The tracking layer is to “provide global indications, warning, tracking, and targeting of advanced missile threats, including hypersonic missile systems.” As part of this layer, SDA is developing an architecture of Wide Field of View (WFOV) satellites, which are to eventually provide global coverage. SDA requested $81.3 million for Tranche 0 tracking activities in FY2023 and $499.8 million for Tranche 1 tracking activities (also known as Resilient Missile Warning Missile Tracking – Low Earth Orbit).

Working in tandem with the SDA’s tracking satellites will be the Hypersonic and Ballistic Tracking Space Sensor (HBTSS), previously known as the Space Sensor Layer, which is being developed by MDA in collaboration with SDA and the U.S. Space Force. HBTSS is to provide more sensitive, but more limited (or Medium Field of View [MFOV]) coverage, compared to WFOV. For this reason, WFOV is intended to provide cueing data to HBTSS, which could then provide more specific, target quality data to a ground-based interceptor. MDA requested $89.2 million for HBTSS in FY2023.

Download the document here.

Russian Arctic Threat Growing More Potent, Report Says

Russia’s Northern Fleet’s ballistic missile submarines and strategic bomber force’s capabilities remain intact despite the heavy toll the country’s invasion into Ukraine has had on its naval infantry, army and special forces assigned to the Kola Peninsula, a new report from the Center for Strategic and International Studies found. The Arctic remains “of great strategic […]

Russian Borei-class nuclear submarine Generalissimus Suvorov. TASS Photo

Russia’s Northern Fleet’s ballistic missile submarines and strategic bomber force’s capabilities remain intact despite the heavy toll the country’s invasion into Ukraine has had on its naval infantry, army and special forces assigned to the Kola Peninsula, a new report from the Center for Strategic and International Studies found.

The Arctic remains “of great strategic value to Russia,” Njord Wegge, a professor at the Norwegian Defense University College, said this week as the report was released. On the military side, the Kola Peninsula in the Arctic provides a gateway for Russia’s Northern Fleet’s attack and ballistic missile submarines to move through the Greenland, Iceland, United Kingdom [GIUK] gap to reach the Atlantic

The “Russian Arctic Threat” report noted Western-imposed sanctions on the Kremlin for the Feb. 24 invasion may have a future effect on Russian defense industry’s ability to deliver future strategic capabilities. The report mentioned their effect on ship construction and updating conventional land, sea and air weapons systems that rely on imported technology. The report cited the benefit and importance of keeping tight sanctions on dual-use computer chips that could be used for Moscow’s conventional forces in the Ukrainian fighting.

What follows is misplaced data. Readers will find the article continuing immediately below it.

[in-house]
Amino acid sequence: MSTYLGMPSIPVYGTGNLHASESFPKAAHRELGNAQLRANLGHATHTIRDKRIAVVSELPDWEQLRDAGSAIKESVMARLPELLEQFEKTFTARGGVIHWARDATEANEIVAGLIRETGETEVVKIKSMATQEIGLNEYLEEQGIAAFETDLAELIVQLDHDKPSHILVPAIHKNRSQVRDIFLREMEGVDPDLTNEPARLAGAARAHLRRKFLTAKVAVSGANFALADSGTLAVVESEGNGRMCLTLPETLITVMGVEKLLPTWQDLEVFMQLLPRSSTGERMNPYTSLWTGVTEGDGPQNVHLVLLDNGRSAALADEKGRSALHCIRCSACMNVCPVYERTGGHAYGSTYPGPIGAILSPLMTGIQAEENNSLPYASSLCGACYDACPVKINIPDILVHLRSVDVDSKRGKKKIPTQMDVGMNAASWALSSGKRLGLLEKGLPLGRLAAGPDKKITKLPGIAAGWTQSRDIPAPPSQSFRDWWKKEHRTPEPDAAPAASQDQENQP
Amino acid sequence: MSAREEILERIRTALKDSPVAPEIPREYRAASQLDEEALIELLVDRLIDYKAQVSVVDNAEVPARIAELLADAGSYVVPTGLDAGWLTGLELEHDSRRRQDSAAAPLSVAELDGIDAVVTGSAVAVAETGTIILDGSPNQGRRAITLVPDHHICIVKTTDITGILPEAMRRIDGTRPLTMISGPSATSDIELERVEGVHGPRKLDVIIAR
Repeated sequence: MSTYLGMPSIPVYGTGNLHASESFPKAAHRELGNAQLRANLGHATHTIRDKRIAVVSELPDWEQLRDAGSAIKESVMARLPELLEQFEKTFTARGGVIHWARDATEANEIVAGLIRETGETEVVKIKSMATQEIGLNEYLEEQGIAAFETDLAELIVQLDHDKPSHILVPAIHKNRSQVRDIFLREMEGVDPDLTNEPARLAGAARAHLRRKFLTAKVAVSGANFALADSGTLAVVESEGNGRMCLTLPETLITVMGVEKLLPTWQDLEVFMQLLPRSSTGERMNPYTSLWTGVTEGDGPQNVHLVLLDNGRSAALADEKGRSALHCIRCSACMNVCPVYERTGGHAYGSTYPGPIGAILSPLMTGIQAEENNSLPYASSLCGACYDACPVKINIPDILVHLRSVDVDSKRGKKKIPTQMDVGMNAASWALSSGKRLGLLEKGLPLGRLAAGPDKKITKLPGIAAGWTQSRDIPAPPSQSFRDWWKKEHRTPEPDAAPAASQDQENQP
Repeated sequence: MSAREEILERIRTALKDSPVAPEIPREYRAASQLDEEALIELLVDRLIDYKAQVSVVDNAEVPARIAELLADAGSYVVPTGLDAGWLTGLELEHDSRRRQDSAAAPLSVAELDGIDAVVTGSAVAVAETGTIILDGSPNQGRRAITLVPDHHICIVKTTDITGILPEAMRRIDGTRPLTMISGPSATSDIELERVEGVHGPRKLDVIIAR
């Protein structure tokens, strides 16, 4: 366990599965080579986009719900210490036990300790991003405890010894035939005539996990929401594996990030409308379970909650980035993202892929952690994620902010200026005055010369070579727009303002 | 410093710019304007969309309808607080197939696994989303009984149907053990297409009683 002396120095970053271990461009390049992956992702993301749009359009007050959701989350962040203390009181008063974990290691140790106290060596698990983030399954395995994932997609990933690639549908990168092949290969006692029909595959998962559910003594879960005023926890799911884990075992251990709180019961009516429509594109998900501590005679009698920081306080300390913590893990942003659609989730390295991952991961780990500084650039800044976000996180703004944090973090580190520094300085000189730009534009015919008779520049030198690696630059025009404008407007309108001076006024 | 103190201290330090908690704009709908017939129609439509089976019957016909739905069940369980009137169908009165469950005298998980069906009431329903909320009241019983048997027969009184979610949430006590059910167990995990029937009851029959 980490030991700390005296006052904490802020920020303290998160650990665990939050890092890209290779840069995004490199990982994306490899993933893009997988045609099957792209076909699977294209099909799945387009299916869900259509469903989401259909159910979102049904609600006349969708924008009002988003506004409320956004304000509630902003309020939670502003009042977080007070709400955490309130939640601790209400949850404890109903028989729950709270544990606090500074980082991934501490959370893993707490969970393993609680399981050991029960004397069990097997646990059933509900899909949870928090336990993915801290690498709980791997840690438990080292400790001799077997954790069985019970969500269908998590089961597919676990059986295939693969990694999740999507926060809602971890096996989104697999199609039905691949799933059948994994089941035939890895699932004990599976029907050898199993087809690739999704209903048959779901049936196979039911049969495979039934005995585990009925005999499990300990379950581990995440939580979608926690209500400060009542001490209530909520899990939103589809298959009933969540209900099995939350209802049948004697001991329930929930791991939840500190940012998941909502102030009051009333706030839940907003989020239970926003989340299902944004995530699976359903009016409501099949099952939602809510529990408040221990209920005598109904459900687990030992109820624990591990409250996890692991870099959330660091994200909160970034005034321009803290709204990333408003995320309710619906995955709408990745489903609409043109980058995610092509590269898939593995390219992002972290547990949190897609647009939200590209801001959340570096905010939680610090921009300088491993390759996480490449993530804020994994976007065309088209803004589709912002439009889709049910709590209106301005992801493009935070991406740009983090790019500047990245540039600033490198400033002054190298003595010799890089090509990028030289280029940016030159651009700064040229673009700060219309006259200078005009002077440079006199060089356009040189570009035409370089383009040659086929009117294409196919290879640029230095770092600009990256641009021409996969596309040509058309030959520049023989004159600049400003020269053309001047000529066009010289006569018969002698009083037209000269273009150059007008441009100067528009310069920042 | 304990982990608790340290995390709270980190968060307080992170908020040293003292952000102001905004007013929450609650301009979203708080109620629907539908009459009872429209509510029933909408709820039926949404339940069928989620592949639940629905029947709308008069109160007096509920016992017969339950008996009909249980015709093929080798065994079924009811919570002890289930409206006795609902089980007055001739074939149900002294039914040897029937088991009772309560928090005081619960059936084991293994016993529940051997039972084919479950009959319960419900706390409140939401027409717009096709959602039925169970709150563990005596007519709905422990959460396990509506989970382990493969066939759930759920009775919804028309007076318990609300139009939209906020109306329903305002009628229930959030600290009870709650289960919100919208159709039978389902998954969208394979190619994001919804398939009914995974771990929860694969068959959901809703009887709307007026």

It remains to be seen how sanctions will work over the next four years, said Colin Wall, associate fellow in CSIS’ Europe, Russia and Eurasia Program. For now, “Russia will probably have to make tradeoffs” in spending and where it commits military resources as long as the war continues.

Russia has already deployed advanced tanks to the fight and could soon be sending advanced air defense systems to better protects its forces against a spring offensive, Wegge said. Both moves put further strain on the Russian industrial base.

In addition to smuggling and trading with partners who ignore the sanctions, “China has been important partner in the past” and could be again in filling in these military technological gaps, Wegge said. So far, Beijing has not stepped in to fill Moscow’s immediate military needs as Iran did with drones.

“Russia has had 10 years of successful modernization” of its forces that it can fall back on, he said, specifically citing hypersonic weapons and silencing its submarines.

Wall, who co-authored the report with Wegge, added, with Finland and Sweden applying for NATO membership Russia’s goal of “protecting its second strike capability” is of heightened concern in the Kremlin. Moscow’s other strategic goals in the Arctic are: protecting the Northern Sea Route as a potential major trade route between Asia and Europe; and protecting its energy industry in the region, a major source of outside revenue.

When Sweden and, especially, Finland are admitted to NATO, the security equation in the Arctic will change. Both panelists agreed the High North has been a region of relatively low tension.

The report noted Russia’s defense minister warned “retaliatory measures are required” such sending more land forces to northwest Russia if the two are admitted to the alliance.

CSIS Graphic

With Finland a member, the alliance would have better highway access and now rail access to the northernmost areas of Europe. In addition, Finland has a “broad mobilization base” in reserve manpower and stockpiled conventional arms, weapons and ammunition, Wegge said.

Wall described the Kremlin’s comments as “ratcheting up” tensions. He added it was unlikely immediately that United States or NATO would create a Baltic or Arctic Command in the near future.

“The Arctic is not going to shoot to the top of the priority list” of American immediate security concerns, Wall said. He expects U.S. presence to grow but to continue to rely on allies and partners to keep an eye on Russian activities.

Speaking at a Wilson Center event Thursday, Coast Guard Rear Adm. Michael Ryan, deputy commandant for operations, policy and capabilities, emphasized presence. “It’s about being there … to be successful” in providing security for the region, he said.

Adding the Arctic is a “unique domain” for security and military operations, Ryan said. The service’s expanded commitment can be seen in its building a heavy icebreaker and looking to buy another existing large icebreaking vessel to operate continuously there. Both are part of a long-term effort to rebuild the nation’s icebreaking fleet to three heavies and three medium icebreakers.